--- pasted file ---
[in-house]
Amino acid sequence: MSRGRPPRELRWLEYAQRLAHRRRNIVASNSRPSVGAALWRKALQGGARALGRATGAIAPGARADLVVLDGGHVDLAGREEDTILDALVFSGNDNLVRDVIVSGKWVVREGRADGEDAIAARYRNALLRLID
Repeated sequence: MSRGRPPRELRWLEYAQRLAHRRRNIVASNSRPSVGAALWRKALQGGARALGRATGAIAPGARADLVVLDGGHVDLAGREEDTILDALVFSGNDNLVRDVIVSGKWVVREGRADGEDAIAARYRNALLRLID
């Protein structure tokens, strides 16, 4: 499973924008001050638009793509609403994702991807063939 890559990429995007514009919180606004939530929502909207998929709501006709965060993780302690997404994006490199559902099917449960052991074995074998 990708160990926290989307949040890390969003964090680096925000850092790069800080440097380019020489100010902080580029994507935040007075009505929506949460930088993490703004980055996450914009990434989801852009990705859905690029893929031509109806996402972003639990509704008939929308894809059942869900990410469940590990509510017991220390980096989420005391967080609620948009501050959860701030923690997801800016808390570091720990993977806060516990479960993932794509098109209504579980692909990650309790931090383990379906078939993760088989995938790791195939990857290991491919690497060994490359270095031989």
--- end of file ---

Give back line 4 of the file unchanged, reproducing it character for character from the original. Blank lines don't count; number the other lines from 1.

């Protein structure tokens, strides 16, 4: 499973924008001050638009793509609403994702991807063939 890559990429995007514009919180606004939530929502909207998929709501006709965060993780302690997404994006490199559902099917449960052991074995074998 990708160990926290989307949040890390969003964090680096925000850092790069800080440097380019020489100010902080580029994507935040007075009505929506949460930088993490703004980055996450914009990434989801852009990705859905690029893929031509109806996402972003639990509704008939929308894809059942869900990410469940590990509510017991220390980096989420005391967080609620948009501050959860701030923690997801800016808390570091720990993977806060516990479960993932794509098109209504579980692909990650309790931090383990379906078939993760088989995938790791195939990857290991491919690497060994490359270095031989």